Sunday, January 8, 2012

More 2011 Reviews

Some more miniature reviews to add to the pile.

The Interrupters

Urban violence, as it's likened to in Steve James' gripping documentary The Interrupters, is a virus. A disease that infects at-risk communities and spreads as violence begets more violence. It's enough to make you sob, but in the streets of Chicago, tucked out of sight from mainstream media, there are antibodies ready to fight the epidemic of violence on the front lines.
Steve James (acclaimed director of Hoop Dreams) spent a year documenting the thanklessly heroic efforts of the CeaseFire program, an organization that aims to directly mediate potentially violent situations on the streets. Many of the group's members used to be involved in gangs and crime themselves, but have decidated themselves to turning it around not only for themselves, but for their communities.
Taking up the task of shooting and editing the picture himself, James captures a harrowing time-capsule version of Chicago at its most horrifying. We actually witness conflicts unfold in front of the camera. At the same time, his film is an inspiration. He keeps replenishing our hope with his tactful exposition of the interrupters' own redemptive backstories. Piecing it together as only a master documentarian can, he never lets the film stagnate. We're always moving on to the next segment at just the right moment.
Had I seen this a couple of months ago, there would have been no doubt in my mind that it would be up for the Academy's Best Documentary prize, but having not even made their 15-film shortlist, I know better than to predict it. But as to how it could have missed is beyond me.

***1/2 out of ****
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The Girl with the Dragon Tattoo

Much like the graphically dynamic credit sequence that opens it, David Fincher's filmed take on the international bestseller The Girl with the Dragon Tattoo is stylishly crafted but also confusing and abrasive. Steve Zaillian's adaptation, while detailed and apparently faithful to its source text, seriously needed some trimming down and tightening up. The first act is rushed and the ending drags on and on. The mystery/thriller plot that makes up the bulk of the film would have been enough on its own. Complicating matters is the fact that the story is dividing its attention between Rooney Mara's misanthropic investigator Lizbeth Salander and Daniel Craig's dogged journalist Mikael Blomkvist; the former is a gripping, mannered performance with lots of edge, the latter comes up rather flat. Being a Fincher film, it naturally looks and sounds great, boasting slick sets from Donald Graham Burt, arresting filtered photography from Jeff Cronenweth, an involved sound mix from Ren Klyce, and a score from the recently Oscared Trent Reznor and Atticus Ross that fits the material nicely.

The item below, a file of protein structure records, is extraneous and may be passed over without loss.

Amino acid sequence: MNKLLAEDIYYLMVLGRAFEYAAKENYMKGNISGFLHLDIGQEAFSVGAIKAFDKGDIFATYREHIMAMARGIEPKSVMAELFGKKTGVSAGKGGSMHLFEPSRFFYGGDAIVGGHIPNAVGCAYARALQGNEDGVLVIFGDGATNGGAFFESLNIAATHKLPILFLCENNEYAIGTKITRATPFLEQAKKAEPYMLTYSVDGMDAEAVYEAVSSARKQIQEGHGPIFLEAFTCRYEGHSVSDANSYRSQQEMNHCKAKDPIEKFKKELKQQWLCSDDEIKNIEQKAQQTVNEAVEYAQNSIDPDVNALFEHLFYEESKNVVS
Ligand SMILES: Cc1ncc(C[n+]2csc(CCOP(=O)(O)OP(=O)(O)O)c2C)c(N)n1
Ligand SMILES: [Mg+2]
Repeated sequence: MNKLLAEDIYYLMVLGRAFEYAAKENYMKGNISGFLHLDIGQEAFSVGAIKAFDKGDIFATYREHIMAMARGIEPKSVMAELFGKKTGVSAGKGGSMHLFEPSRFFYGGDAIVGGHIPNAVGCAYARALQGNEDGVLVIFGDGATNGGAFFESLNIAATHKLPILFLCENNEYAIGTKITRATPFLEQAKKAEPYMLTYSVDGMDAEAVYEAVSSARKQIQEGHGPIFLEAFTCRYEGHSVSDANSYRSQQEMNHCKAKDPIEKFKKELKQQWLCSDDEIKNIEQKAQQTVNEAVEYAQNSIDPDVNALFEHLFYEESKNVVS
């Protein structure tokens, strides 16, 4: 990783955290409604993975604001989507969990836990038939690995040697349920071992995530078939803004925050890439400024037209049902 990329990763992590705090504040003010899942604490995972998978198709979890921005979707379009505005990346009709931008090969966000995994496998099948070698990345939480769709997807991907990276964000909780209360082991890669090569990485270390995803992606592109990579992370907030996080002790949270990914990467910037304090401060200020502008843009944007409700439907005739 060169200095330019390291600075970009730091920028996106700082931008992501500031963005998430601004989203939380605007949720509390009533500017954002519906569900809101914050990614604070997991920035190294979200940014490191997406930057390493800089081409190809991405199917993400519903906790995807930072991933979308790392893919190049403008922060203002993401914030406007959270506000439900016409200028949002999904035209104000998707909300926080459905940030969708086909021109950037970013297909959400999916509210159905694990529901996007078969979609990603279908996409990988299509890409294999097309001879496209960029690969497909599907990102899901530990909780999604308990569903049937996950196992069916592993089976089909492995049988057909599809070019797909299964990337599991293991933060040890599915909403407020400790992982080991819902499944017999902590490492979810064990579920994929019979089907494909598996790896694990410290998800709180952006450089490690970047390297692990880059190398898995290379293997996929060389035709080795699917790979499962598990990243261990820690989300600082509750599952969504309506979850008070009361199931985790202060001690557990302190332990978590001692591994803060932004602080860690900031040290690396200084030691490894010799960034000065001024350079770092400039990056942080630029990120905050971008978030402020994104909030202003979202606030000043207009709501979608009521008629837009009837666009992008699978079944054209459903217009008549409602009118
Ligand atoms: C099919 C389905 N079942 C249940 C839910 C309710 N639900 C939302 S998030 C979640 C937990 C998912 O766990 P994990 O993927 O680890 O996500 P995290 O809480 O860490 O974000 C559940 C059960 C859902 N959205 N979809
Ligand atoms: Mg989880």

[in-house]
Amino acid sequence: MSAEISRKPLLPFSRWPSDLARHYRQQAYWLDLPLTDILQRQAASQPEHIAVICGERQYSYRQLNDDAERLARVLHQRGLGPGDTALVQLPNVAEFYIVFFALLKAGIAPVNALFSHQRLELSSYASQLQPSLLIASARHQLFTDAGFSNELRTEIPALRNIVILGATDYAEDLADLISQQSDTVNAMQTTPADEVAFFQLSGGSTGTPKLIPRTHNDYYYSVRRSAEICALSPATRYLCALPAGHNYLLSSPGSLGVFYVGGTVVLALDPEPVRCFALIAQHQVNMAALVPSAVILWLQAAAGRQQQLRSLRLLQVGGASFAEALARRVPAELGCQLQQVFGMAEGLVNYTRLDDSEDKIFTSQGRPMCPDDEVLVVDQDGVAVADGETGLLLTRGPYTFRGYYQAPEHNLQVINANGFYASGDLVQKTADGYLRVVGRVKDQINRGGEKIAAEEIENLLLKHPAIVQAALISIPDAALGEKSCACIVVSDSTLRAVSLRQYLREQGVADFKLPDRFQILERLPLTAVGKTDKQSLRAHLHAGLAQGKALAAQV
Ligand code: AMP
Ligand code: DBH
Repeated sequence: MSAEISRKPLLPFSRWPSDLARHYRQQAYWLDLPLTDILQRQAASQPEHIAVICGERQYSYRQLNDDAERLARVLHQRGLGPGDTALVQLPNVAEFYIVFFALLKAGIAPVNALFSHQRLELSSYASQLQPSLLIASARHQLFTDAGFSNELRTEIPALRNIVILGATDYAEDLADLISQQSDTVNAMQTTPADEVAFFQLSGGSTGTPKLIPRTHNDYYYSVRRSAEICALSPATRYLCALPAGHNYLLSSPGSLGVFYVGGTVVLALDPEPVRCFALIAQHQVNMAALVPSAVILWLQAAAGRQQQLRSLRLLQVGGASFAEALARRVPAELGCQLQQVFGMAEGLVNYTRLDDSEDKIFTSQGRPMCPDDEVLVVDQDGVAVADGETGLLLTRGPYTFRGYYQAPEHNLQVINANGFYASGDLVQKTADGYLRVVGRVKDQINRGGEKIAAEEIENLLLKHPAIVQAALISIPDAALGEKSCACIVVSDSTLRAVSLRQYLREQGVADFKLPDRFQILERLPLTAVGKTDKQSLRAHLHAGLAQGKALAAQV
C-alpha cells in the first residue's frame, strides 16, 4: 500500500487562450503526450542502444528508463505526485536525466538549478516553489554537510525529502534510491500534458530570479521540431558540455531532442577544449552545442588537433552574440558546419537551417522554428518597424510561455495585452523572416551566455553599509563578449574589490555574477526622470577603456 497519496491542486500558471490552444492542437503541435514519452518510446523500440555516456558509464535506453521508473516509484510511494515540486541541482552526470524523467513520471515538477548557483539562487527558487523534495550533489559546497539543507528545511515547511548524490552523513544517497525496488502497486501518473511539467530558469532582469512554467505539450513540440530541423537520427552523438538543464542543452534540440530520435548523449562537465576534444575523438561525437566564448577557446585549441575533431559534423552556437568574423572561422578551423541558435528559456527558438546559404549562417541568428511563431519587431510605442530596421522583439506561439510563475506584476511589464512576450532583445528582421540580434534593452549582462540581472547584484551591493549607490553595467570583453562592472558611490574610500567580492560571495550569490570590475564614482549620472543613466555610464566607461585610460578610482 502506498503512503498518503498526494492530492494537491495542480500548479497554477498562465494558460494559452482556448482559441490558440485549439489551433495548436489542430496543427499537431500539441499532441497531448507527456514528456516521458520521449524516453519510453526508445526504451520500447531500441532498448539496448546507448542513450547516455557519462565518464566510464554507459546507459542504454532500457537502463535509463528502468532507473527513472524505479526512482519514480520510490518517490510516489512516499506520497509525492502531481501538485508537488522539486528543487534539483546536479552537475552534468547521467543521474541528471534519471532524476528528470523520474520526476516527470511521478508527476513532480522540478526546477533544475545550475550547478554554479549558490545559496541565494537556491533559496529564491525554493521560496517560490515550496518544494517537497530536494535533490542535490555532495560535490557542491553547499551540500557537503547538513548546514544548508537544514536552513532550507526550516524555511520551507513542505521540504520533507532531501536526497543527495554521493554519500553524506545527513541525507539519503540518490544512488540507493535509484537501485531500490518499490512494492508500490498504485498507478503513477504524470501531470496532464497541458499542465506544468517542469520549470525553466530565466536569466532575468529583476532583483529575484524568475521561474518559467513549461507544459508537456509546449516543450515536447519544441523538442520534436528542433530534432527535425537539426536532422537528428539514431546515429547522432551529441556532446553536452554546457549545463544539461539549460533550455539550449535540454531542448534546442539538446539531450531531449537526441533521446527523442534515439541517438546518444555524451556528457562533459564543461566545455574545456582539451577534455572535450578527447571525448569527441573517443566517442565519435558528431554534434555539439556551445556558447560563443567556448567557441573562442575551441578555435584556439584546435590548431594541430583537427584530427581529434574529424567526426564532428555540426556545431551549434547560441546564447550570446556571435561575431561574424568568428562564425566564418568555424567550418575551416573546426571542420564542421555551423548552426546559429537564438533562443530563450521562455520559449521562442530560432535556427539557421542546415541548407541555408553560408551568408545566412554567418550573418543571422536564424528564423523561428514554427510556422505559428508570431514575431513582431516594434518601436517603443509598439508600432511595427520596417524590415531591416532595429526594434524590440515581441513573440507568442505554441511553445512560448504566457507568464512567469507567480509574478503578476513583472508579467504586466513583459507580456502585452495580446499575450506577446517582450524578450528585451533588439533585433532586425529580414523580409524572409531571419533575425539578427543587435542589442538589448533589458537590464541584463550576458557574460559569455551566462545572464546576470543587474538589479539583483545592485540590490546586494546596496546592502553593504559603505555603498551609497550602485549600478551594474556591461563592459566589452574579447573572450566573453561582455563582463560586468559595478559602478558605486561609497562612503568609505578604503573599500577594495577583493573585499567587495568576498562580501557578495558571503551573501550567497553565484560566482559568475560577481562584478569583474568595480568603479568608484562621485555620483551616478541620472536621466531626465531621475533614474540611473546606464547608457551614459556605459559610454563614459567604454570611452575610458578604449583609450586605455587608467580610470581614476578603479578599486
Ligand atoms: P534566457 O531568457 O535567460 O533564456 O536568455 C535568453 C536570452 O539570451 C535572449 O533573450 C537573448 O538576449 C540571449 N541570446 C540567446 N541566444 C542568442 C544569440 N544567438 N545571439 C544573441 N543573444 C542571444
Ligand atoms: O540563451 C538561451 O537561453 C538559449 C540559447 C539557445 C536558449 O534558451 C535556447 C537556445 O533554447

**1/2 out of ****
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Jane Eyre

The updated Jane Eyre, Cary Fukunaga's dour take on Charlotte Bronte's dour classic, barely gets by on the strength of its craft but falters by the sluggishness of its sedate mood. Not that there's anything inherently wrong with adopting a quiet tone, but the performances and plot dynamics are subdued to the point of dullness, except perhaps in the overdone opening sequence which sees Mia Wasikowska, as Bronte's eponymous heroine, stumbling about a blasted heath sobbing to herself. Save for some off-putting editorial choices, the film is well made. The textured costumes, dressy interiors, and weathered exteriors are all nicely designed and shot.